TikTok for Business launches in Australia, as Instagram expands its e-commerce tool

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Viral video platform TikTok is launching a new TikTok for Business feature, supposedly helping brands and businesses engage with prospective millennial and Gen-Z consumers.

The social media sensation calls the new offering a ‘global brand platform’, which will offer access to its current and future marketing products.

Such is the power of the platform that those that do it well could have users recreating their campaigns themselves, a statement said.

TikTok is building a suite of engagement measurement tools, and also launching an effect that allows users to engage with a brand via augmented reality.

In a blog post on the release Katie Puris, TikTok’s managing director of global business marketing, said a platform like this offered the opportunity for businesses to create “content that speaks to people”.

“Brands have taken notice that being yourself is good for business, and we aim to continue providing a platform so they can build a meaningful presence,” she said.

In a statement, Brett Armstrong, general manager for global business solutions at TikTok Australia, said the product was intended to help businesses “engage their communities in innovative ways and build brand affinity where it matters”.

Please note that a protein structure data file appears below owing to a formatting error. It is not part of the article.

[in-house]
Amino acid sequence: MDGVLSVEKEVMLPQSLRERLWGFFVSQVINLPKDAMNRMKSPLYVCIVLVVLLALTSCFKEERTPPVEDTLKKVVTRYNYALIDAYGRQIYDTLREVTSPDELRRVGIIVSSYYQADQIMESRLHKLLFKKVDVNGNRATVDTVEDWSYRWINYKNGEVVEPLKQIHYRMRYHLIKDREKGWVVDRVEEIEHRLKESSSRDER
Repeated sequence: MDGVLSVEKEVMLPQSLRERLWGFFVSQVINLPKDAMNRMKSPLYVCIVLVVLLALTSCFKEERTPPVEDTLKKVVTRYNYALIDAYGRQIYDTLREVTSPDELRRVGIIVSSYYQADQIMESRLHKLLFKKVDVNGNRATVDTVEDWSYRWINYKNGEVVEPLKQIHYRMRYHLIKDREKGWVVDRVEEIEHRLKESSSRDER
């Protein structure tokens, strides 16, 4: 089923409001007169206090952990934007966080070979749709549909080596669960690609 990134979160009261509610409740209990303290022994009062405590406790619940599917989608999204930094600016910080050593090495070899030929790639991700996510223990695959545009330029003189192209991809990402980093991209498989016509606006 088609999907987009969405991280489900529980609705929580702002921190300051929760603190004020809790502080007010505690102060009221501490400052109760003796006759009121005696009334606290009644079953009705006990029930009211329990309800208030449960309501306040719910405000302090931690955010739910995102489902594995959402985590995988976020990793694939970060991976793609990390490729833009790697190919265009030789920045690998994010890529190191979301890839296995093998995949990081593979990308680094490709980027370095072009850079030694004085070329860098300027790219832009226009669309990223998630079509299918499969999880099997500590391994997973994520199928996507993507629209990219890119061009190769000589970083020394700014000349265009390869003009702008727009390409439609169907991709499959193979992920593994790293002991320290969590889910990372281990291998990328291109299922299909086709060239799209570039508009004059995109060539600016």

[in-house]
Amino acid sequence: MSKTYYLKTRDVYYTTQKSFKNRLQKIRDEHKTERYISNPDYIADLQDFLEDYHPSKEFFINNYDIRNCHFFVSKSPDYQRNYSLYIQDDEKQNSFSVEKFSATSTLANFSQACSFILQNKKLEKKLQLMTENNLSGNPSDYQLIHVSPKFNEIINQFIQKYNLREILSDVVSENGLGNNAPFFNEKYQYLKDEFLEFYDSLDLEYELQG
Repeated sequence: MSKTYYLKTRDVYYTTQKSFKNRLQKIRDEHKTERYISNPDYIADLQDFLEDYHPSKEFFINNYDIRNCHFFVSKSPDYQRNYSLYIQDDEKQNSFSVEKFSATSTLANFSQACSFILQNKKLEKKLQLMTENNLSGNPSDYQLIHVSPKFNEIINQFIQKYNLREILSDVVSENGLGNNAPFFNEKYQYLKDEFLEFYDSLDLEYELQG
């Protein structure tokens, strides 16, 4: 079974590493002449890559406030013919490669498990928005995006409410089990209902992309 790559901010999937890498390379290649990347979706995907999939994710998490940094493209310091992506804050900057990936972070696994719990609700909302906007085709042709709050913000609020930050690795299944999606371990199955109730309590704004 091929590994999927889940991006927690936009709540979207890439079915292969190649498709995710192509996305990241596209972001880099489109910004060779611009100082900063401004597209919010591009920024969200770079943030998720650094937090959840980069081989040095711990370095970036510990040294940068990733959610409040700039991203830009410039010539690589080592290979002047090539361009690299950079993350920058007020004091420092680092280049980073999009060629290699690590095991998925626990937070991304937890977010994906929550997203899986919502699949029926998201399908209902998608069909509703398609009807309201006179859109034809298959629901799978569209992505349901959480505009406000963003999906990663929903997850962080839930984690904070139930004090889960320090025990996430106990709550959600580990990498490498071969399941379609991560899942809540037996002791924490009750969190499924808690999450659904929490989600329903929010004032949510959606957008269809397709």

Earlier this month, TikTok announced the opening of its Australian office, and the appointment of former YouTube executive Lee Hunter as Australian general manager, as well as the appointment of former Googler Armstrong.

As of February, there were about 1.6 million Aussies using the platform — and that was before COVID-19 lockdowns inspired a swathe of politician parodies and living-room dance challenges.

“Over the past few months, TikTok has been an important source of fun and positivity for users around the world, and we’ve seen more and more Aussie brands tap into opportunities on TikTok to channel creativity, spread joy and connect with new audiences,” Armstrong said.

The move comes as Instagram updates the eligibility requirements for its Instagram ‘Shops’ marketplace tool. In a statement earlier this week, the Facebook-owned platform announced it was opening its e-commerce tool to include more small businesses, and to include creatives.

“Whether you are a candle business making a foray into e-commerce, a musician selling merch or a food blogger expanding into your own cookware line, any eligible business or creator account with at least one eligible product can use shopping tags to drive people to their website to make a purchase,” a statement said.

Back in November, Instagram released its Reels feature, allowing users to make 15-second video clips set to music, seemingly as a direct answer to TikTok. Originally trialled in Brazil, this week that function was rolled out further to France and Germany.

In another copycat move, YouTube has also reportedly started testing a TikTok-esque 15-second video feature, as it tries to catch up with its more relevant new competitor.

In 2019, TikTok parent ByteDance generated some $25 billion in revenue, while YouTube trailed with revenues of $22.2 billion.

NOW READ: The next Instagram? Five ways small businesses can use TikTok

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